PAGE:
Cart abandonment is one of the most feared online store murderers. No matter how much effort you put into UX design, traffic acquisition, and advertising for your ecommerce business, shoppers are going to move away from your store at the last second before making a purchase, crippling and even killing your sales.
According to 99Firms, 67.91% is the average e-commerce cart abandonment rate. These numbers are telling that more people leave their carts while shopping online than those who follow through to make a purchase. Apply this Shopify cart abandonment guide to get more of your shoppers to convert.
Now, you know the average online cart abandonment rate, and soon you will find out why people bounce away from your store’s checkout URL. But, first, you need to know how your existing abandonment rates measure up. So, what’s should you expect
According to Statista, here are the top product and service categories most commonly abandoned in their carts.
Your niche may not be on this list. But, it should give you an idea what type of conversion you should expect once a shopper adds your item to their cart. If you sell clothing, for example, chances are 40% of your shoppers are going to move away, so your Shopify abandoned cart recovery plan needs to be on-point.
Ultimately, even if your conversion rates are already higher than your niche competitors, you still need to continually optimize the way shoppers experience your online store.
After you have an idea where you might stand in relation to your competition, it’s time to move forward. To understand how to get customers to stay on your site and complete their purchases, you need to know why they’re leaving your checkout page in the first place.
According to Statista, here are the top 5 reasons why online shoppers abandon their carts without making a purchase:
So, a Shopify abandoned cart, while a reasonable cause for worry, can be minimized. Here’s how you can optimize your checkout process to solve your customers’ top problems and streamline abandoned checkout recovery.
Screenshot source: Bokksu
As a rule of thumb, you should offer free shipping whenever possible. And, there’s the key: “whenever possible.” In some cases, free shipping doesn’t work, especially for smaller stores. So, what can you do to avoid high shipping costs?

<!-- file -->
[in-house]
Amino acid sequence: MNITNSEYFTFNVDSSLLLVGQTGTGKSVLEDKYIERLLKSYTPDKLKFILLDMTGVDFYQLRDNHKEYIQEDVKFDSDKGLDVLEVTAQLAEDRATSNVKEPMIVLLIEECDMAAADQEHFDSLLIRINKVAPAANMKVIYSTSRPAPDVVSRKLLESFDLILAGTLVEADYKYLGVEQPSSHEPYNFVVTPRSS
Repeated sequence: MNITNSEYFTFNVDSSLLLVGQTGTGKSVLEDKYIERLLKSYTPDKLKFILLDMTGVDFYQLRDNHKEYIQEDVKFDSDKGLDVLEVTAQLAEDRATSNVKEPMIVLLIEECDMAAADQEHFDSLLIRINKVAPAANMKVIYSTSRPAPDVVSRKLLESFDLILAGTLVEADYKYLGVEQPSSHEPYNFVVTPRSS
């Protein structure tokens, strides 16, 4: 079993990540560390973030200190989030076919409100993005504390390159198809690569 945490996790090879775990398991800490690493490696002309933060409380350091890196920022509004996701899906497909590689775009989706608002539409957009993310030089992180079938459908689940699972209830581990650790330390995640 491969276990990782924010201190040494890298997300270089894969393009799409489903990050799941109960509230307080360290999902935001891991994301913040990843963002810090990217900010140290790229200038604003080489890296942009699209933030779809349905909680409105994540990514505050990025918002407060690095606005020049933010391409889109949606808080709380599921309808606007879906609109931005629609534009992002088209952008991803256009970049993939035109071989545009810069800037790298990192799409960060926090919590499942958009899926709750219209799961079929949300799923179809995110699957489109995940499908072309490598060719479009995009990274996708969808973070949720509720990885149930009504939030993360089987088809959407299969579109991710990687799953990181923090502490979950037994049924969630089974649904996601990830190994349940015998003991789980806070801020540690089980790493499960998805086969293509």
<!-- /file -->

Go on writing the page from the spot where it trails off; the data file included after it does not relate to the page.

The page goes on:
One of the oldest tricks in the book is to add the product shipping cost into your total product price; this makes it seem like the shipping is free. Here’s why this works: buyers aren’t only looking for the lowest costs -- they’re looking for simplicity.
Online shoppers browse products with a budget in mind. And, there’s nothing more frustrating to than to think you’ve found a product that meets your budget only to arrive at the checkout page to see that you’re going to be spending an additional $5, $10, or $50 just to have your product shipped to you. By merging costs to reflect both product and shipping costs, you can easily solve this problem.
Still, when you consider the fact that each product on your store is listed with the price of shipping combined with the product price, what does this imply for multi-item orders. You and your customers will know that they aren’t getting the best deal. Naturally, it will cost less to ship multiple items in one box than what it would cost to ship each of them individually.
You know that your shipping and handling costs will be less on orders containing multiple items, and you can be sure that most customers do as well. So, when implementing a pricing strategy like this, it can be a good idea to offer discounts on orders over a certain cost.
Shopify merchants are not able to offer free shipping on all orders are up front about offer free shipping on orders over a certain price. Or, try something more creative like free shipping for shoppers willing to share their email address.
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Your exact pricing strategy will vary greatly based on your internal operations and ROI. But, the bottom line is that you need to do everything you can to avoid high shipping costs if you want to lift the Shopify abandoned cart curse.
Offering a discount is a trusted way to get a new or existing customer to order from you. But, if their discount code doesn’t work, they probably won’t complete their transaction. So, how can you make sure your discount and rewards processes are bulletproof?
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The answer is pretty simple. You really just need to work with a trusted Shopify app that is specifically designed to make discounts run smoothly on the platform.
Here are a few reliable discount, customer loyalty, and rewards apps to check out.
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Your existing customers will determine your business lifetime success. Your loyalty programs can stand out as much as your brand with Loyalty Lion-powered rewards programs. Build warm relationships with your shoppers by giving them special deals and discounts.
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Keep first-time customers coming back by inviting them to join your rewards program. Then, use the platform to encourage your customers to invite their friends to join. Smile.io can help you grow your retention through the lifetime of your business by nurturing customers want to join, engage, and share your branded rewards program.